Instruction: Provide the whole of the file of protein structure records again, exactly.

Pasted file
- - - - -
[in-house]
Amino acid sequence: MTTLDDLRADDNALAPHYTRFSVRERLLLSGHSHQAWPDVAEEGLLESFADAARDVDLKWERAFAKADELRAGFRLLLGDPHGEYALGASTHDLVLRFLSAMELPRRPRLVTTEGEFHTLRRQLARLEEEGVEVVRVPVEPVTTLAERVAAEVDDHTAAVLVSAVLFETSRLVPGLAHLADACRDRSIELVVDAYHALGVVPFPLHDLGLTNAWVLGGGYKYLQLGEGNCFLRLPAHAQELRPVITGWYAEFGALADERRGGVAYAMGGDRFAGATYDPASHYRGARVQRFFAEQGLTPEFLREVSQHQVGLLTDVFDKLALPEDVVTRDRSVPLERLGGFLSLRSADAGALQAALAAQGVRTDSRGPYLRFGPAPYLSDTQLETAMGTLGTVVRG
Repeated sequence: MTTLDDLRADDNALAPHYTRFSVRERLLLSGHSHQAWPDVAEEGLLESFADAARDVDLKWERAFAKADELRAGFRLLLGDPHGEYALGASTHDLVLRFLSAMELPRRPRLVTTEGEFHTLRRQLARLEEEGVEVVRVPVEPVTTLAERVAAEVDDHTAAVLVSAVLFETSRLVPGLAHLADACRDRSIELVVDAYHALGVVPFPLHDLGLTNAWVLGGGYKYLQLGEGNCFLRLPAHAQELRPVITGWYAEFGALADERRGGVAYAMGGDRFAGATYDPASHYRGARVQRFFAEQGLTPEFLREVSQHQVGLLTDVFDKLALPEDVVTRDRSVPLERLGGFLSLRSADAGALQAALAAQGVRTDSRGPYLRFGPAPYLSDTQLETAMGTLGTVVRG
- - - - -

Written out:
[in-house]
Amino acid sequence: MTTLDDLRADDNALAPHYTRFSVRERLLLSGHSHQAWPDVAEEGLLESFADAARDVDLKWERAFAKADELRAGFRLLLGDPHGEYALGASTHDLVLRFLSAMELPRRPRLVTTEGEFHTLRRQLARLEEEGVEVVRVPVEPVTTLAERVAAEVDDHTAAVLVSAVLFETSRLVPGLAHLADACRDRSIELVVDAYHALGVVPFPLHDLGLTNAWVLGGGYKYLQLGEGNCFLRLPAHAQELRPVITGWYAEFGALADERRGGVAYAMGGDRFAGATYDPASHYRGARVQRFFAEQGLTPEFLREVSQHQVGLLTDVFDKLALPEDVVTRDRSVPLERLGGFLSLRSADAGALQAALAAQGVRTDSRGPYLRFGPAPYLSDTQLETAMGTLGTVVRG
Repeated sequence: MTTLDDLRADDNALAPHYTRFSVRERLLLSGHSHQAWPDVAEEGLLESFADAARDVDLKWERAFAKADELRAGFRLLLGDPHGEYALGASTHDLVLRFLSAMELPRRPRLVTTEGEFHTLRRQLARLEEEGVEVVRVPVEPVTTLAERVAAEVDDHTAAVLVSAVLFETSRLVPGLAHLADACRDRSIELVVDAYHALGVVPFPLHDLGLTNAWVLGGGYKYLQLGEGNCFLRLPAHAQELRPVITGWYAEFGALADERRGGVAYAMGGDRFAGATYDPASHYRGARVQRFFAEQGLTPEFLREVSQHQVGLLTDVFDKLALPEDVVTRDRSVPLERLGGFLSLRSADAGALQAALAAQGVRTDSRGPYLRFGPAPYLSDTQLETAMGTLGTVVRG